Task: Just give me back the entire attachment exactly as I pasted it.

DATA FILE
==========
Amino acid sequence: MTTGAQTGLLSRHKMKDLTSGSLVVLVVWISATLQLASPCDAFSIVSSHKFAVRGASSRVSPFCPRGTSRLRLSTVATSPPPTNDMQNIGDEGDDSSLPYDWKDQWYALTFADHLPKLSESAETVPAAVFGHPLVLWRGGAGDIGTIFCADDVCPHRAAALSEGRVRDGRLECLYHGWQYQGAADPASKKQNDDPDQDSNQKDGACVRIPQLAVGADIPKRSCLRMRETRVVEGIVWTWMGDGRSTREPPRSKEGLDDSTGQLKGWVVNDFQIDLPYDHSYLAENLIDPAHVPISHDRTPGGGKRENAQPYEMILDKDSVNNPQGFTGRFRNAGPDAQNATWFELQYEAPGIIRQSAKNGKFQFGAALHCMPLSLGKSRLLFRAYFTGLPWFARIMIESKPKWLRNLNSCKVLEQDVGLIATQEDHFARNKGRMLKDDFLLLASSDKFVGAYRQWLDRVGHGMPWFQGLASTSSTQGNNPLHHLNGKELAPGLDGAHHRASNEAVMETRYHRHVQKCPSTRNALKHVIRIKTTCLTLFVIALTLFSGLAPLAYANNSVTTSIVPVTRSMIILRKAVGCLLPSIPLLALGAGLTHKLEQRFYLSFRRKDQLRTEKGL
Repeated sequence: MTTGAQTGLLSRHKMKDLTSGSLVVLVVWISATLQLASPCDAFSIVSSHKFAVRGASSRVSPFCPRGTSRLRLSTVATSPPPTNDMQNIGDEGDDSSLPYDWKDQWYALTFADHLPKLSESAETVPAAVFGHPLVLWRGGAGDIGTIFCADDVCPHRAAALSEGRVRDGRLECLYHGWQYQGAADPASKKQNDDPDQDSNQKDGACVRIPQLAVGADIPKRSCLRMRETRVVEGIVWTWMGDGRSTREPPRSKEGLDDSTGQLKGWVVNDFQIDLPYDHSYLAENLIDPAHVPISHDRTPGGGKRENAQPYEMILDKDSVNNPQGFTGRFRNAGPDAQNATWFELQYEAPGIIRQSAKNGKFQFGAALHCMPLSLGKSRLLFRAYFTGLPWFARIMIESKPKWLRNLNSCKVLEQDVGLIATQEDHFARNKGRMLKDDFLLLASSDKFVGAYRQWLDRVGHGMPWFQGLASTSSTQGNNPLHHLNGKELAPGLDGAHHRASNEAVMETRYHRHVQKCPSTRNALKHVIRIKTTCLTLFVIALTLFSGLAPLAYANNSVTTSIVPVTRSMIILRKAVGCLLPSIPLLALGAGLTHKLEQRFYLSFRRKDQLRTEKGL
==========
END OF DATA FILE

Amino acid sequence: MTTGAQTGLLSRHKMKDLTSGSLVVLVVWISATLQLASPCDAFSIVSSHKFAVRGASSRVSPFCPRGTSRLRLSTVATSPPPTNDMQNIGDEGDDSSLPYDWKDQWYALTFADHLPKLSESAETVPAAVFGHPLVLWRGGAGDIGTIFCADDVCPHRAAALSEGRVRDGRLECLYHGWQYQGAADPASKKQNDDPDQDSNQKDGACVRIPQLAVGADIPKRSCLRMRETRVVEGIVWTWMGDGRSTREPPRSKEGLDDSTGQLKGWVVNDFQIDLPYDHSYLAENLIDPAHVPISHDRTPGGGKRENAQPYEMILDKDSVNNPQGFTGRFRNAGPDAQNATWFELQYEAPGIIRQSAKNGKFQFGAALHCMPLSLGKSRLLFRAYFTGLPWFARIMIESKPKWLRNLNSCKVLEQDVGLIATQEDHFARNKGRMLKDDFLLLASSDKFVGAYRQWLDRVGHGMPWFQGLASTSSTQGNNPLHHLNGKELAPGLDGAHHRASNEAVMETRYHRHVQKCPSTRNALKHVIRIKTTCLTLFVIALTLFSGLAPLAYANNSVTTSIVPVTRSMIILRKAVGCLLPSIPLLALGAGLTHKLEQRFYLSFRRKDQLRTEKGL
Repeated sequence: MTTGAQTGLLSRHKMKDLTSGSLVVLVVWISATLQLASPCDAFSIVSSHKFAVRGASSRVSPFCPRGTSRLRLSTVATSPPPTNDMQNIGDEGDDSSLPYDWKDQWYALTFADHLPKLSESAETVPAAVFGHPLVLWRGGAGDIGTIFCADDVCPHRAAALSEGRVRDGRLECLYHGWQYQGAADPASKKQNDDPDQDSNQKDGACVRIPQLAVGADIPKRSCLRMRETRVVEGIVWTWMGDGRSTREPPRSKEGLDDSTGQLKGWVVNDFQIDLPYDHSYLAENLIDPAHVPISHDRTPGGGKRENAQPYEMILDKDSVNNPQGFTGRFRNAGPDAQNATWFELQYEAPGIIRQSAKNGKFQFGAALHCMPLSLGKSRLLFRAYFTGLPWFARIMIESKPKWLRNLNSCKVLEQDVGLIATQEDHFARNKGRMLKDDFLLLASSDKFVGAYRQWLDRVGHGMPWFQGLASTSSTQGNNPLHHLNGKELAPGLDGAHHRASNEAVMETRYHRHVQKCPSTRNALKHVIRIKTTCLTLFVIALTLFSGLAPLAYANNSVTTSIVPVTRSMIILRKAVGCLLPSIPLLALGAGLTHKLEQRFYLSFRRKDQLRTEKGL